The in-trust germplasm collections hosted by the 11 genebanks of the CGIAR Centres contain more than 700,000 samples of plant genetic resources of crops, forages and agroforestry species. Within the terms of their agreements with the International Treaty on plant genetic resources for food and agriculture (PGRFA), the Centres are responsible for ensuring that the collections are properly conserved in the public domain, and accessible to users in accordance with the Treaty's Multilateral System of Access and Benefit-sharing. Phase 1 focused on providing a springboard for sustainability and finished in 2006 (see Past Initiatives)
The Project’s second phase builds on the collaborative effort that made Phase 1 so successful. The proposal “Collective Action for the Rehabilitation of Global Public Goods in the CGIAR Genetic Resources System: Phase 2” was submitted to the World Bank which, in September 2006, approved funding of US$10.46 million. Phase 2 is being implemented over a 3 year period starting in January 2007. The overall scope of Phase 2 will be broader than Phase 1, with projected outputs covering a number of strategic areas. Thus, the Project will include strategic planning for training national programme partners, and for enhancing the CGIAR’s capacity for genetic resources research. With a view to optimizing the CGIAR Centres’ contributions to work on the breadth of agrobiodiversity, scoping studies will be carried out on genetic and genomic collections, microbial, fungal, insect and nematode collections, and underutilized plant species. Finally, the Project will analyse the elements and functions of an integrated global system for crop genetic resources conservation and use. It will promote such a system, with the CGIAR genebanks at the core and the CGIAR providing leadership, vision and skills to realise that vision. Read more about the GPG2 Project here.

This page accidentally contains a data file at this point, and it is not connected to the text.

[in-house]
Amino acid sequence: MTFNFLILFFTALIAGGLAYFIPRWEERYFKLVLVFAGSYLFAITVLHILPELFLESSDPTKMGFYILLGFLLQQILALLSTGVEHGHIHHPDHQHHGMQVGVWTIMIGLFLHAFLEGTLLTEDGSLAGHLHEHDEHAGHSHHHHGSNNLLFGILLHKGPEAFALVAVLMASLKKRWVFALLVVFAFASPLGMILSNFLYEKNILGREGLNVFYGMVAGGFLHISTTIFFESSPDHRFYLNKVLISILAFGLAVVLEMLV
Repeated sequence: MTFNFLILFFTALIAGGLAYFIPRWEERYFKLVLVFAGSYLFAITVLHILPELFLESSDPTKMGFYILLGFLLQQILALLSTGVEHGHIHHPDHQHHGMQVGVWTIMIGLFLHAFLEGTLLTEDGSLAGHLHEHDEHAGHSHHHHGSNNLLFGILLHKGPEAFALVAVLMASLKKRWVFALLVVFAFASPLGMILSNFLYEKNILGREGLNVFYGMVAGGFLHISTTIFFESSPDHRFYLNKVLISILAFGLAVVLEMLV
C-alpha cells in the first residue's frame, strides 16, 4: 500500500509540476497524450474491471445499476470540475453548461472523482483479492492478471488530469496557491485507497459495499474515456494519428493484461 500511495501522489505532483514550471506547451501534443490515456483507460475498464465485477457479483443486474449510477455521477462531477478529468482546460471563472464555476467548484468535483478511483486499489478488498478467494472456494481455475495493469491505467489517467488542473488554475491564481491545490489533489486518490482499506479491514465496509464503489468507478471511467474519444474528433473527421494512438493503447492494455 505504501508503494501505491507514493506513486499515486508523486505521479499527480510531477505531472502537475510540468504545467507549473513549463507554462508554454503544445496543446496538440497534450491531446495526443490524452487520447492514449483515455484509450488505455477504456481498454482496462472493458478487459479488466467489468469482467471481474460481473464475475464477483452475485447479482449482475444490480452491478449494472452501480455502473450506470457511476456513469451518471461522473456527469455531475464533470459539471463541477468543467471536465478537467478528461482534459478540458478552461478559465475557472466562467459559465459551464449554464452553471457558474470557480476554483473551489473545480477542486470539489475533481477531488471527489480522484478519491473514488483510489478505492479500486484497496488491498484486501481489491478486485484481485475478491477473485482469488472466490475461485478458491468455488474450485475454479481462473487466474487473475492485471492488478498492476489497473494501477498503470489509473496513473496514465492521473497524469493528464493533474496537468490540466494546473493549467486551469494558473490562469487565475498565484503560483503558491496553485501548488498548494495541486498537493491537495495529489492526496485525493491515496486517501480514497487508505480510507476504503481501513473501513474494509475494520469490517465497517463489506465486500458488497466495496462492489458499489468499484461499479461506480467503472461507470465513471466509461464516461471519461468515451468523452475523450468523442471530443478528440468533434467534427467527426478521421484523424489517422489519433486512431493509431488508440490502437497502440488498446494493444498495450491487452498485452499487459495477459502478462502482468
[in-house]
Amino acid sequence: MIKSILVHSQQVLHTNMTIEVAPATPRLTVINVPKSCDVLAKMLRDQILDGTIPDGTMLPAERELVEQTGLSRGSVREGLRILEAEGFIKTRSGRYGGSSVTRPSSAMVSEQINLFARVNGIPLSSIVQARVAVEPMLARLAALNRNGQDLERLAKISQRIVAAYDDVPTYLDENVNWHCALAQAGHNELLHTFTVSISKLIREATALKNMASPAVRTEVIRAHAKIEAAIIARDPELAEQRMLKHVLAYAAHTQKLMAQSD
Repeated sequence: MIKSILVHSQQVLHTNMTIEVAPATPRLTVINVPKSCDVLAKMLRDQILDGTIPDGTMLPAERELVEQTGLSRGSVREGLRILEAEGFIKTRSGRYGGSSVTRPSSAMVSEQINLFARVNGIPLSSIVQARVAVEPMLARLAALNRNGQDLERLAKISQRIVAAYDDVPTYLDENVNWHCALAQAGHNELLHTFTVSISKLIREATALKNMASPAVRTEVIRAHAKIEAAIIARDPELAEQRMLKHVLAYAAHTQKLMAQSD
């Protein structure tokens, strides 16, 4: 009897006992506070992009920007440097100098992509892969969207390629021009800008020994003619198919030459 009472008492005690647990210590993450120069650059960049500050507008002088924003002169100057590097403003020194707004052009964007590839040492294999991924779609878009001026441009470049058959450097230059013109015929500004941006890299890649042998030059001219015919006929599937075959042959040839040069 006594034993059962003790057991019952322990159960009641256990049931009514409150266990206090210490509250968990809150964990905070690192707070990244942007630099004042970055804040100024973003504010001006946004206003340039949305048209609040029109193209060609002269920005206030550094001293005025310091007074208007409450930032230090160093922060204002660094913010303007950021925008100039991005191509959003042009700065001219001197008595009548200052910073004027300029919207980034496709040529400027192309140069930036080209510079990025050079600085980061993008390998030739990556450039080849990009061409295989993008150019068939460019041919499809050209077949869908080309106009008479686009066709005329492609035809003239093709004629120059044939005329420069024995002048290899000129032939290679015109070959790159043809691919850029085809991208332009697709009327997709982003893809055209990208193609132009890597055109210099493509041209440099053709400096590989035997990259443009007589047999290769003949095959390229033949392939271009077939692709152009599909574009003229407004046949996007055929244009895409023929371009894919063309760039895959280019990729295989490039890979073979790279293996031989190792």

The challenge of understanding and optimizing the use of the various components of agrobiodiversity has been an implicit concern for SGRP from the outset. The very fact that the CGIAR works not only on crop plant diversity but also on fish, livestock and forest genetic resources has provided the CGIAR Centres with an awareness of, on the one hand, the complex interactions between different sectors and, on the other, common themes and patterns that facilitate cross-fertilization of ideas and learning across components.
The body of work on valuation that is being developed under the aegis of SGRP builds on a long-term interest of the Programme to integrate these different components of agrobiodiversity. It responds positively to calls from the Conference of the Parties to the Convention on Biological Diversity to develop mechanisms to give communities incentives to prioritize the conservation of diversity, and to remove or mitigate perverse incentives that work against conservation objectives and thereby threaten the long-term well-being of communities.
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Eleven Centres together maintain over 700,000 samples of crop, forage and agroforestry genetic resources in the public domain. Of these, 533,000 are designated in-trust for the world community under agreements with the United Nations Food and Agriculture Organization (FAO).
The Platform for Agrobiodiversity Research is an independent entity which provides a new framework for interaction and collaboration between those working in different areas of agrobiodiversity research and share a common concern to maximize its contribution to human well-being. These include a wide range of stakeholders such as international agencies and institutions, networks, national research centers, universities, civil society organizations, private sector and individuals.